or, as I am fond of saying, “Calories are cheap, nutrition is expensive.”
After having gone through this fruitless ordeal, I am finding my way through the morass of the pharma/insurer/federal/academe conspiracy that passes for the American medical system.
(Delete long-winded rant). Suffice it say that low potassium levels can actually raise blood pressure, which is sort of a counterproductive side effect in a hypertensive drug.
Raptitude’s blog post helped me articulate a direction I’ve been heading for a while: I don’t want to be a typical American with a sackful of pills. My mom told me all her friends think it is normal to take a pill for every decade old you are. That may be typical, but it’s definitely not normal. It’s not what I want. What I want doesn’t come in a safety-capped pharmacy bottle.
So I’ve been reading, listening and thinking. Rather than tell you all my interpretations, you can read it for yourselves.
- is potassium an underlooked cardio-protective nutrient? [UCLA]
- sacrilege? low fat diets aren’t better? [NYTimes]
- how the ag/chem/medical complex may have sent us down the wrong path [UK Guardian] (and why hasn’t the USDA recommendations to switch to mostly vegetable oil proven effective [AJCN] at reducing cardiovascular disease rates?)
- when your Omega3/Omega6 balance is out of whack [Exp Biol Med] and which ag conglomerates benefited from pushing all that corn and canola oil anyway?
- why take Omega3 supplements [NPR Diane Rehm show]
- Each day pasture-raised cattle spend in a feedlot reduces its Omega3s [www.eatwild.com] (and by extension, how a refined food diet is not so good for us either)
in the queue
- The Great Cholestrol Myth: Why Lowering Your Cholesterol Won’t Prevent Heart Disease-and the Statin-Free Plan That Will by Jonny Bowden and Stephen Sinatra
- In Defense of Food: An Eater’s Manifesto by Michael Pollan (yes late to the party, I’ll get a good deal on a used copy)
What’s working (because I finally am measuring optimal blood pressure readings at home)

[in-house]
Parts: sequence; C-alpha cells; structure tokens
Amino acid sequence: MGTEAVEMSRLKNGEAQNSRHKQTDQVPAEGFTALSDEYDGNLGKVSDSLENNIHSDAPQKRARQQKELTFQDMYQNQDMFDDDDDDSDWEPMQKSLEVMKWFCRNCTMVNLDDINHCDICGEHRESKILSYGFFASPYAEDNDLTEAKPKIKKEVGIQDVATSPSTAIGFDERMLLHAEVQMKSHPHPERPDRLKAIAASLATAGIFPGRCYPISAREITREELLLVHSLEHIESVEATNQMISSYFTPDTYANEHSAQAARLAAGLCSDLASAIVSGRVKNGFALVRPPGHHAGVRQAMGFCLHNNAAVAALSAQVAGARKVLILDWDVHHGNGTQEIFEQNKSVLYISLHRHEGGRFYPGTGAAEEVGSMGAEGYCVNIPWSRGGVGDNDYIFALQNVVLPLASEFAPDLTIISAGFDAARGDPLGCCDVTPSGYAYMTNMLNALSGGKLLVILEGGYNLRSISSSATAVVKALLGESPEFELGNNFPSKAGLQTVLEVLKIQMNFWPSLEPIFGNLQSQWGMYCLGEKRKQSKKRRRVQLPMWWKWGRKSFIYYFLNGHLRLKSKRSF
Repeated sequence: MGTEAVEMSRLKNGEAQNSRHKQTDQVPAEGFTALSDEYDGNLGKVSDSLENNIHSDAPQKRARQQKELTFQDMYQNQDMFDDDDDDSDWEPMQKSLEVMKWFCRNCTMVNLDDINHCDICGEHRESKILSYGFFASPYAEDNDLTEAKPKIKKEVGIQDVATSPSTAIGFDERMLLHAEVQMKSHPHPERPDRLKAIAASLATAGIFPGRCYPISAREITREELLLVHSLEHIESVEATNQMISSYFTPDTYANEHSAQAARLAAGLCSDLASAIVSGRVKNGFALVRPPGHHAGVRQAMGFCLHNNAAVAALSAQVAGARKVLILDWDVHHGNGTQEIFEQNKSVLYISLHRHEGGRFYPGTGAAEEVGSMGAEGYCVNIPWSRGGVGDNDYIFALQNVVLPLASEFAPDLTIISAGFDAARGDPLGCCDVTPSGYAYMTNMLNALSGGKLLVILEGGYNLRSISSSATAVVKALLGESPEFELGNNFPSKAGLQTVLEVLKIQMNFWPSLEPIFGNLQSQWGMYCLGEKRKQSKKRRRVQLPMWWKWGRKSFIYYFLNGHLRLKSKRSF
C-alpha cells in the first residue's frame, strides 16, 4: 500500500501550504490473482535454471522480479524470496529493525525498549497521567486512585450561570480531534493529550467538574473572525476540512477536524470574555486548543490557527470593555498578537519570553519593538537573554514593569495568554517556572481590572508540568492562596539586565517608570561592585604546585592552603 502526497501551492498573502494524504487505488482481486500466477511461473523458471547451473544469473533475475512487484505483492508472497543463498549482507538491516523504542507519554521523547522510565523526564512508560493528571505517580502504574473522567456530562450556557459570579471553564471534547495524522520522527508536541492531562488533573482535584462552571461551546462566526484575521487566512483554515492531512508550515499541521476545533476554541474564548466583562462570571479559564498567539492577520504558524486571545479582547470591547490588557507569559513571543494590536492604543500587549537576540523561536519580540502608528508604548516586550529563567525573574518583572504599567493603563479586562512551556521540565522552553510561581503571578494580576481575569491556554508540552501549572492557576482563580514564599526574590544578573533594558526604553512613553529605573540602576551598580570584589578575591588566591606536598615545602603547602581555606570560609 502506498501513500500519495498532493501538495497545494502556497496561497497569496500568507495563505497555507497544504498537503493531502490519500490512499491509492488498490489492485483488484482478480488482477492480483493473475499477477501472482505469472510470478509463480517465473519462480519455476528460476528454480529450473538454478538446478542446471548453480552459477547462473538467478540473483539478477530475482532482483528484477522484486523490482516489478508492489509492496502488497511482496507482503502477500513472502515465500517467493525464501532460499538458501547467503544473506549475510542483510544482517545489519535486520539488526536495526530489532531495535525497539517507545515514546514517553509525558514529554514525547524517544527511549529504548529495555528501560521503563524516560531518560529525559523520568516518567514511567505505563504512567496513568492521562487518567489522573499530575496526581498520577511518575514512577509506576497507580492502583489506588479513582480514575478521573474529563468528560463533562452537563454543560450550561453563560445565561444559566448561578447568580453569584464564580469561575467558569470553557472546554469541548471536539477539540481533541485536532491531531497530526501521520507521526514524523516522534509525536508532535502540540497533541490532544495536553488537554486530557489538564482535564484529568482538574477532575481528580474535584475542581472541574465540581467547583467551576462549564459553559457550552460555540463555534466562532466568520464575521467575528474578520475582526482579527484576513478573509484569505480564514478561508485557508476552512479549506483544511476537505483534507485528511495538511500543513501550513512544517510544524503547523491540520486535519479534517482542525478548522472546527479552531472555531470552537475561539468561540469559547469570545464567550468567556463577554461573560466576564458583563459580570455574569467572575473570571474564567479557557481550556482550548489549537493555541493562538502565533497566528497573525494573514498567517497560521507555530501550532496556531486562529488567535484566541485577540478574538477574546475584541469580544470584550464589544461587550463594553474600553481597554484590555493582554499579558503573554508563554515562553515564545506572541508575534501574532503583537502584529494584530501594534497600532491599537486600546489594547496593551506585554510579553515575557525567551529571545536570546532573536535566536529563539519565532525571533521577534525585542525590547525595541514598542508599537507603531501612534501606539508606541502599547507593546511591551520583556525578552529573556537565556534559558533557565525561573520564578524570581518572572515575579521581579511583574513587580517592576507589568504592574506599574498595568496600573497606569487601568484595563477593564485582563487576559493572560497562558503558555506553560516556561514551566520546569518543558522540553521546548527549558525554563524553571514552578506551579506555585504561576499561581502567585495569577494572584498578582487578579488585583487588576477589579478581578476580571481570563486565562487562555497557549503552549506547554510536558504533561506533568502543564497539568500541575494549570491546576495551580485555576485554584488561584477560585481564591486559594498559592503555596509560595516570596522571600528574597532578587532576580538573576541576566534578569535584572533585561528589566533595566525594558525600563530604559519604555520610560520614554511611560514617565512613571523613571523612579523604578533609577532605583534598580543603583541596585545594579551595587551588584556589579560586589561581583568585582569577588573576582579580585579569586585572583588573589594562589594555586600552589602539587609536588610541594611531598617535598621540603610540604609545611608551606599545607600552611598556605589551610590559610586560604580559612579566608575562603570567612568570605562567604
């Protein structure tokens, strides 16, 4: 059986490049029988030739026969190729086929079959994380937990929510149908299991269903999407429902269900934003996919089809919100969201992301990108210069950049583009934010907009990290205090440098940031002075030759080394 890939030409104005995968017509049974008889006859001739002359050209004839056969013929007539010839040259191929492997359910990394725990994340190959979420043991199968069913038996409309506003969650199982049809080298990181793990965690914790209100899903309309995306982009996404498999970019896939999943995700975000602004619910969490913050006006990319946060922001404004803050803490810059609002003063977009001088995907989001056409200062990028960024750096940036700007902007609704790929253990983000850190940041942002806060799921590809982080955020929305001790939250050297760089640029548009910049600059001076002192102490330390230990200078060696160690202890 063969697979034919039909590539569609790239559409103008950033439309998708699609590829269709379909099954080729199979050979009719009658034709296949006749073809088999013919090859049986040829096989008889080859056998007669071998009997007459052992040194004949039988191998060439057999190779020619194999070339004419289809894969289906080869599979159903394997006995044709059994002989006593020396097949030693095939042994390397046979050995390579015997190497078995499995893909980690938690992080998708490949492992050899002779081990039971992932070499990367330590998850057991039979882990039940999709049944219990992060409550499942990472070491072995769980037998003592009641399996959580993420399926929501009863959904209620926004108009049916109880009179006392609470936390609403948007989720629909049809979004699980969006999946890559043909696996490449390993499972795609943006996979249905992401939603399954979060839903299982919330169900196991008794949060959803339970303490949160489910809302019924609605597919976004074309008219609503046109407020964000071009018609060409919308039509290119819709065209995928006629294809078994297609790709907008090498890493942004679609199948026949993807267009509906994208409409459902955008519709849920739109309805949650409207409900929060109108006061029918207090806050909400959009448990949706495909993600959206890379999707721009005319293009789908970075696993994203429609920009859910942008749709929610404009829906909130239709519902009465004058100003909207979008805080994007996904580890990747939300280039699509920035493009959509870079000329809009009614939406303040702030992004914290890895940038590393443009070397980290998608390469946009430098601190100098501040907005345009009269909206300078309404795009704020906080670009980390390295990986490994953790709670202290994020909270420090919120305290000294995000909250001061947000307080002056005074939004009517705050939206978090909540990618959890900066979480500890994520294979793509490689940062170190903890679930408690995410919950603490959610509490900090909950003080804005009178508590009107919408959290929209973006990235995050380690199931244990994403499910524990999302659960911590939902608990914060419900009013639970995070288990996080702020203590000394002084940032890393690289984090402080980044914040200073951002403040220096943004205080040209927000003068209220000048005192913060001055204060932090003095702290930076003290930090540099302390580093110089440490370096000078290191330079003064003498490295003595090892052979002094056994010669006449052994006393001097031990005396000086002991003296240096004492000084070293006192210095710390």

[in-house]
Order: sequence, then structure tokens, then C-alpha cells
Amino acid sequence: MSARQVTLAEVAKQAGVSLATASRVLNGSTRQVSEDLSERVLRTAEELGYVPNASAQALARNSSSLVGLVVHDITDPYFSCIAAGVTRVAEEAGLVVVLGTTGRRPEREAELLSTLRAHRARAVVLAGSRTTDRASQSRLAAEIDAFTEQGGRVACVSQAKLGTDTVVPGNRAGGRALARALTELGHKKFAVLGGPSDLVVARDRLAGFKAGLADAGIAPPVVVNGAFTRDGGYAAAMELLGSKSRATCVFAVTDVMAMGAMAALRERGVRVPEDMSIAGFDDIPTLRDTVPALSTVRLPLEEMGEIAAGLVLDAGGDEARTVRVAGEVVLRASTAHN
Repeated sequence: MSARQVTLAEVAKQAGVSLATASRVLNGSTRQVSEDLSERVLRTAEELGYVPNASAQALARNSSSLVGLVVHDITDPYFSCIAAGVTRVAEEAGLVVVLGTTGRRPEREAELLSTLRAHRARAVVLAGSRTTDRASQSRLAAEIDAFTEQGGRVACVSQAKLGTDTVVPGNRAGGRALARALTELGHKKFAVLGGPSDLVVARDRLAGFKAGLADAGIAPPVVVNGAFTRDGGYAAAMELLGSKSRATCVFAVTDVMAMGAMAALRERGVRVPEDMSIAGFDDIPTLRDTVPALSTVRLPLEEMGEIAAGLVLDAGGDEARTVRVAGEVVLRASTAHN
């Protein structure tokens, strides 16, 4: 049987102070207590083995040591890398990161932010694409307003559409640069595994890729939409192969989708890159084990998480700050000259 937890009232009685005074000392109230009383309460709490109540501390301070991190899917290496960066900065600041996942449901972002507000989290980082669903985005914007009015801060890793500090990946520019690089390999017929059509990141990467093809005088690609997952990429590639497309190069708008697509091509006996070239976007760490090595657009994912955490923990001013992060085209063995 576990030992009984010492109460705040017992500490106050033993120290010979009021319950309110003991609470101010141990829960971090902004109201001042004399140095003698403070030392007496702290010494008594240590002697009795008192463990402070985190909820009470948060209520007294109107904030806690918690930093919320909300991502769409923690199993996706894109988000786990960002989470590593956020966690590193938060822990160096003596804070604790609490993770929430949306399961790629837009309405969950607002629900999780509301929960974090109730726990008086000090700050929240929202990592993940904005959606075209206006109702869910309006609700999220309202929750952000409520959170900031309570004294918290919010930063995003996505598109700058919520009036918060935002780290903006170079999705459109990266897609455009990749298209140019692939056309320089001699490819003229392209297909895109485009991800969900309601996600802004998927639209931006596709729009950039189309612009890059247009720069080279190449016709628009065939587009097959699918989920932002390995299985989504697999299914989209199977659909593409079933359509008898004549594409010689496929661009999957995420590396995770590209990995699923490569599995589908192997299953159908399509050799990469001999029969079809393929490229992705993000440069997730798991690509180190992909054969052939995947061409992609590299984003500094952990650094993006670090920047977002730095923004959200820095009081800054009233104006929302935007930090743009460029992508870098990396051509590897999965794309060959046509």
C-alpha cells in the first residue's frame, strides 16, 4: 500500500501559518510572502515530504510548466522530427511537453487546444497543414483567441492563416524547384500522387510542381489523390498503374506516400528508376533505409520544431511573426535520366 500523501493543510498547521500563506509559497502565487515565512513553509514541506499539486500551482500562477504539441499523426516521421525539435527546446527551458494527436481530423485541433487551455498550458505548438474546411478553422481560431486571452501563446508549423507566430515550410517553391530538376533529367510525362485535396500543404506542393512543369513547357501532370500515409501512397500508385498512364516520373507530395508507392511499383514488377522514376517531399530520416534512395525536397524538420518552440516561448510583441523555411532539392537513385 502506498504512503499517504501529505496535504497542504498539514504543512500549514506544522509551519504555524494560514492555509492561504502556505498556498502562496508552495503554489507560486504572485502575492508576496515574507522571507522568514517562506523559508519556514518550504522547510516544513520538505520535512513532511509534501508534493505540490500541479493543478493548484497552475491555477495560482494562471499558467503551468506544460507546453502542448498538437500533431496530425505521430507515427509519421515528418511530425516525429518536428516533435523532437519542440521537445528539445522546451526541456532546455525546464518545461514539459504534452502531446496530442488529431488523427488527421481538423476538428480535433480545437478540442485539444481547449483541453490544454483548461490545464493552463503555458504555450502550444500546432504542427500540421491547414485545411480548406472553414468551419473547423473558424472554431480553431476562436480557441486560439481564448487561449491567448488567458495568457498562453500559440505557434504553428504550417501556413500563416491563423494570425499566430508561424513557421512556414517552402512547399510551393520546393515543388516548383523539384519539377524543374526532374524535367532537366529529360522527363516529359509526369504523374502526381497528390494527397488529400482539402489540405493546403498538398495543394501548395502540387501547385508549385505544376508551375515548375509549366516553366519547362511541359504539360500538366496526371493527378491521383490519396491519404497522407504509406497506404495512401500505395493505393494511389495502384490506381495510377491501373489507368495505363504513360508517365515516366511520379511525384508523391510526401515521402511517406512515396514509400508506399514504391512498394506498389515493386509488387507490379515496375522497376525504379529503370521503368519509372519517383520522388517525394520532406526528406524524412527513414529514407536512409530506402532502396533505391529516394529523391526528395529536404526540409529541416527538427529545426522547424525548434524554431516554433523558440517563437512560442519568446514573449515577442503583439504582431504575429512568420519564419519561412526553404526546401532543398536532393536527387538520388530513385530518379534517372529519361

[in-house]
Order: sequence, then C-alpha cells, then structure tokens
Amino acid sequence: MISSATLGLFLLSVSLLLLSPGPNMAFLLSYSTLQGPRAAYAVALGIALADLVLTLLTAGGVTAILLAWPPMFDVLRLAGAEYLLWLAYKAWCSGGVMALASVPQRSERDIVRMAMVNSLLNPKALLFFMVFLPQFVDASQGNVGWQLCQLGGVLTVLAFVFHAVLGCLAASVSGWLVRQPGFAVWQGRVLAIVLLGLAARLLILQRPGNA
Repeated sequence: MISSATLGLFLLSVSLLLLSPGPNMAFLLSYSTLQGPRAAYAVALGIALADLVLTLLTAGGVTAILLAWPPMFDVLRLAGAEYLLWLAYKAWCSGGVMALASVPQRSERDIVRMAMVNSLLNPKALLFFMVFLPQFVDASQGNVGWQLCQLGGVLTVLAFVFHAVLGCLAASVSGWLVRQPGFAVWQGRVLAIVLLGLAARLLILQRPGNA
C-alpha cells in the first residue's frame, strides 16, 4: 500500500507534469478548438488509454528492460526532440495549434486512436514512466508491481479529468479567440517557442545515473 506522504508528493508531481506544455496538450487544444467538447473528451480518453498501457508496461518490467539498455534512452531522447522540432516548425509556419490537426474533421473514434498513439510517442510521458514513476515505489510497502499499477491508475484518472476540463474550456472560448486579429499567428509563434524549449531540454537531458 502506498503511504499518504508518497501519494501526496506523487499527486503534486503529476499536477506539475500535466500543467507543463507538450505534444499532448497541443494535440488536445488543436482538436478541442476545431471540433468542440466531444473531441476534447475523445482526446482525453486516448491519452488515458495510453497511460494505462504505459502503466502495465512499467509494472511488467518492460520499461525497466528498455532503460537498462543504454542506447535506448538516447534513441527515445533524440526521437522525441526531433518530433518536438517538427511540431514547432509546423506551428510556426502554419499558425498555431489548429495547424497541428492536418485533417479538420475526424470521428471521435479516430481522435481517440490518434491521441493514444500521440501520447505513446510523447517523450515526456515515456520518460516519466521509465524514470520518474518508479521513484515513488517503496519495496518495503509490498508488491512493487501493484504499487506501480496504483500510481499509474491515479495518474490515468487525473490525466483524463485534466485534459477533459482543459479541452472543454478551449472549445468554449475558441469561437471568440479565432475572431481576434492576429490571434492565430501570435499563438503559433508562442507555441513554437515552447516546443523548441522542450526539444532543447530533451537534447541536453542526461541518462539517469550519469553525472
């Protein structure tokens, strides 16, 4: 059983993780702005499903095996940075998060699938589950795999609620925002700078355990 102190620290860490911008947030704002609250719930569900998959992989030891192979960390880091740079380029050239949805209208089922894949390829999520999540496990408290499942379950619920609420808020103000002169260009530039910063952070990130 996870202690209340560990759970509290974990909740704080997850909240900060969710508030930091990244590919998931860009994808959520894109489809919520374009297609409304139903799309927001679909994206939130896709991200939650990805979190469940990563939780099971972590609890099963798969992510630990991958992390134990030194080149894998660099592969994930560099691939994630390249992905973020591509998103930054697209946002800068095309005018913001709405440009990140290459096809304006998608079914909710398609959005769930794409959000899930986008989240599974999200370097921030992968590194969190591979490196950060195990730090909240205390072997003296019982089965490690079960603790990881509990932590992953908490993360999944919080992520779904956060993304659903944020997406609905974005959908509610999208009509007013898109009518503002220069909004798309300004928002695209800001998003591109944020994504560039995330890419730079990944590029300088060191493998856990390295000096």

- cutting my meds in half, addressing the hypokalemia head-on, rather than throwing another hypertensive drug at the problem;
- a potassium rich diet, striving for 7 fruit and veg per day;
- not worrying too much about saturated fat and cholesterol, especially from our own yard eggs;
- pounding down Omega 3 supplements every day;
- running away from any food that comes in a box (ok there is one throw down box of Kraft dinner, but that’s for a major sick day. It’s our family comfort food). If I can’t in principle make it from scratch, it’s probably over-processed calories.
- working out at the gym 5 days a week;
- getting on with my life and taking up the mandolin.
After firing two primary care docs in 12 months, I like my new physician. He reads, communicates and is keeping up with science. Most I’ve run into don’t, can’t and aren’t. Too many seem to get all their current information from their lawyers and drug company reps. I’m no physician or scientist, and don’t rely on my opinions to interpret all those science papers for yourself. But at the end of the day, my health choices have to be my own responsibility, well-tempered with a grain of common sense.
It’s not perfect. I haven’t effected a miracle: there still is that diet soda problem. I still have terrible white-coat symptoms. Eating fresh veg takes more time and costs money (corn syrup calories are subsidized by the industrial ag/federal government complex). I crave cookies. What’s different is that I may have finally realized there isn’t any magic to healthy choices. Just do the work and results follow. Duh.